1946 – 2018 Obituary Condolences Gallery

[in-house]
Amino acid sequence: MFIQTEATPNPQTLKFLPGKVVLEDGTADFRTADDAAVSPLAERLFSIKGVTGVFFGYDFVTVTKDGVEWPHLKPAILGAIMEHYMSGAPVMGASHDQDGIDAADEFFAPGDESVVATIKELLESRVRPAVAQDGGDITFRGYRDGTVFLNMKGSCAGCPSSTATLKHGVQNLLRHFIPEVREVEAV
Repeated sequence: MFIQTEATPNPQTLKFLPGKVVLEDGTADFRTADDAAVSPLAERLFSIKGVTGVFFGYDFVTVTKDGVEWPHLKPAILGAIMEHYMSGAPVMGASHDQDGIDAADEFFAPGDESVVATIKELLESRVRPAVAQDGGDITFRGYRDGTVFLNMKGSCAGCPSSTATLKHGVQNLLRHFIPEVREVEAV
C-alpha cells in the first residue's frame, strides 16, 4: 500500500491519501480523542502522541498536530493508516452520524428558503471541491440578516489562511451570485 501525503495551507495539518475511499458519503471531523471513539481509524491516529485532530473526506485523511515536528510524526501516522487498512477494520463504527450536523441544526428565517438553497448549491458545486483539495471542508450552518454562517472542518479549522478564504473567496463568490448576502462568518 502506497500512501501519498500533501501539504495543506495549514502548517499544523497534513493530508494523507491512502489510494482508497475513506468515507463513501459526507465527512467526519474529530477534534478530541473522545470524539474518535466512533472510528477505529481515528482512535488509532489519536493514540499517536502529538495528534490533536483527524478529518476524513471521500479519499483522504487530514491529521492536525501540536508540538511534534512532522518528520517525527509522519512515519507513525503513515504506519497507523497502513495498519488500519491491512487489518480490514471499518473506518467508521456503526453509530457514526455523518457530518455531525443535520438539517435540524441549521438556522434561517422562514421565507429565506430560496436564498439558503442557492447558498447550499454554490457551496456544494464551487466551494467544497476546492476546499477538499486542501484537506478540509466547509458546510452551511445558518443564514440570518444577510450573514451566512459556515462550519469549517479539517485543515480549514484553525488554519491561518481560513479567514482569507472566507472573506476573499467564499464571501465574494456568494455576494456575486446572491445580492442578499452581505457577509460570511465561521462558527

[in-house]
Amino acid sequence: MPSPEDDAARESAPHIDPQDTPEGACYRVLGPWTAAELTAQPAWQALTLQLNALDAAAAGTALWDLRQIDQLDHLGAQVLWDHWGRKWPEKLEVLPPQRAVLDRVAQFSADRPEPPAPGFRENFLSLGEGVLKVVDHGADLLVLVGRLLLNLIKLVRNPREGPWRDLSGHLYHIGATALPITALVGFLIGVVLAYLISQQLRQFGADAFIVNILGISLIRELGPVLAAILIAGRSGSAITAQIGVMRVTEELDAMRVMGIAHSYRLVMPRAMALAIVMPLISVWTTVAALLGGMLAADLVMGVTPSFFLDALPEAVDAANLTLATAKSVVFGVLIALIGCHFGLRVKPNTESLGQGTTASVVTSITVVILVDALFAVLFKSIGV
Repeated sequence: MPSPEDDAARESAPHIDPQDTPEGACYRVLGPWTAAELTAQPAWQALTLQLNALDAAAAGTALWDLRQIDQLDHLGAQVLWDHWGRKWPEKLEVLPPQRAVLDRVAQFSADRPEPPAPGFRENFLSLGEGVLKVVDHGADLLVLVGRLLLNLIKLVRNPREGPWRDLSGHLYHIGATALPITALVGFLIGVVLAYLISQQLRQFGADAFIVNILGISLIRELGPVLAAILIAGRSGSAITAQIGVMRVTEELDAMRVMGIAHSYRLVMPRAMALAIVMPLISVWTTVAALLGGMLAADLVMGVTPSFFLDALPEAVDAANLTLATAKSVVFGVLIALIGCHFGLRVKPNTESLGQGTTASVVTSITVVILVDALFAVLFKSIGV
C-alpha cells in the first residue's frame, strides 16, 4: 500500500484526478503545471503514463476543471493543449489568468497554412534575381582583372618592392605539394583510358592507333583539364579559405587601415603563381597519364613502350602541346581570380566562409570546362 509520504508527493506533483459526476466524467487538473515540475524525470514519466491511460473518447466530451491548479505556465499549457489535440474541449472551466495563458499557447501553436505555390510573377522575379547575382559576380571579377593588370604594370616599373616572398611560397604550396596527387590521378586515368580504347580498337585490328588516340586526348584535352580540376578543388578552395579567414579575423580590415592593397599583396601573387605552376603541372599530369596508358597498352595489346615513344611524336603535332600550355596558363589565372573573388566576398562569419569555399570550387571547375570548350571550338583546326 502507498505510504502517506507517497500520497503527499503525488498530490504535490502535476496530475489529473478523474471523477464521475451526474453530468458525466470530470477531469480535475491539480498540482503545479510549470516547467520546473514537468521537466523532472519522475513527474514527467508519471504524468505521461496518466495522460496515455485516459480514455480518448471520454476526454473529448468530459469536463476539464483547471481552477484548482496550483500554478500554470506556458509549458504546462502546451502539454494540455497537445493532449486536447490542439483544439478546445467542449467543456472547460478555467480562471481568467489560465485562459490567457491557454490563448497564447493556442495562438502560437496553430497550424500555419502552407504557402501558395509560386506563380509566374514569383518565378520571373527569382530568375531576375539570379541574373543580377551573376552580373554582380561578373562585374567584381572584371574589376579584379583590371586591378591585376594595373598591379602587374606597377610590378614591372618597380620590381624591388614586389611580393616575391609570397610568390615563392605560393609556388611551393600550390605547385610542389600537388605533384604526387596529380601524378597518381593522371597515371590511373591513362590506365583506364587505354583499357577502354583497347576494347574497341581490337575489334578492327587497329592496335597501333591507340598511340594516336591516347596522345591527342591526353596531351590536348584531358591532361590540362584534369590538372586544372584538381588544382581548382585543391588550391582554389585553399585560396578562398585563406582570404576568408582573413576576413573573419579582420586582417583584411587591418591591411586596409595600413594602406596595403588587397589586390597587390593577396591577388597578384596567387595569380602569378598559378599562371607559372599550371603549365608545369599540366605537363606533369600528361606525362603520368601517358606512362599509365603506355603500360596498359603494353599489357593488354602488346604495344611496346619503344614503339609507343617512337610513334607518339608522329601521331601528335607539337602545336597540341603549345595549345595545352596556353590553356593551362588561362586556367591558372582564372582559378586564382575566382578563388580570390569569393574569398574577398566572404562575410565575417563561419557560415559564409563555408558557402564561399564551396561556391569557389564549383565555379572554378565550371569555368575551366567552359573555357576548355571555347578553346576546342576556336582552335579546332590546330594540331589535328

A memory from Carolyn Chalmers ’68I was Barbie’s roommate at Carleton in 1965-66, our sophomore year. She was known as Barbie then. In the mid-60’s, as a nineteen year old, Barbie was arty and very cool. She was sophisticated–studying modern dance and French. She was physically beautiful and emotionally vibrant, as she remained throughout her life.We lived on second Gridley, an old wooden building just off the bald spot on the women’s side of campus. On the stroke of six, the ‘house mother’ would lead the women residents down to the dining room in the basement of Gridley where we would all sit down for supper at the same time. The men’s dorms were on the other side of the bald spot. Men could only come into our dorm on Sunday afternoon—and our dorm room doors had to be open.Barbie and I were generally good girls. But as this anecdote illustrates, we were capable of bad judgment that got us into trouble. Or at least I was. I wanted to learn how to smoke cigarettes. She knew how to smoke and agreed to teach me. In Gridley, smoking was only permitted in one room on the second floor– the smoking lounge. I didn’t want my lessons to be observed so we decided to practice smoking in our room. At Christmas break, when the cleaning staff found an ashtray we had left under our bed, we were busted. We had to go to a student-run hearing where we were lectured by peers whom we knew were more rebellious than we. Our punishment was social probation for a year (not academic probation, because in academics we were smarter). Barbie went to France the next year and I stayed behind and minded my ps and qs. Happily we graduated in good academic and social standing, both having wised up to the risk of inadvertently burning down Gridley.Fast forward nearly 50 years. It was our 45th reunion at Carleton, 2013. I had talked to Barbara about coming and she decided to. It was the first reunion she attended: classmates were very glad to see her. They asked her to do a program for the class on her life since Carleton and she agreed. It was a wonderful show. She used dance and music to demonstrate how she taught science curriculum to children. She got 20 of us up in front—half moving about the room to demonstrate blood flowing out of the heart and half moving throughout the room as the blood coming back to the heart. Then she choreographed a similar demonstration for the synapses in the brain. We were miming electricity. It was simple but brilliant. She talked of bringing Victor to the 50th reunion so he could share this part of her life. Unfortunately, she was too sick.Barbara’s vitality, resilience and love for Victor and family are my clearest memories from our last visit.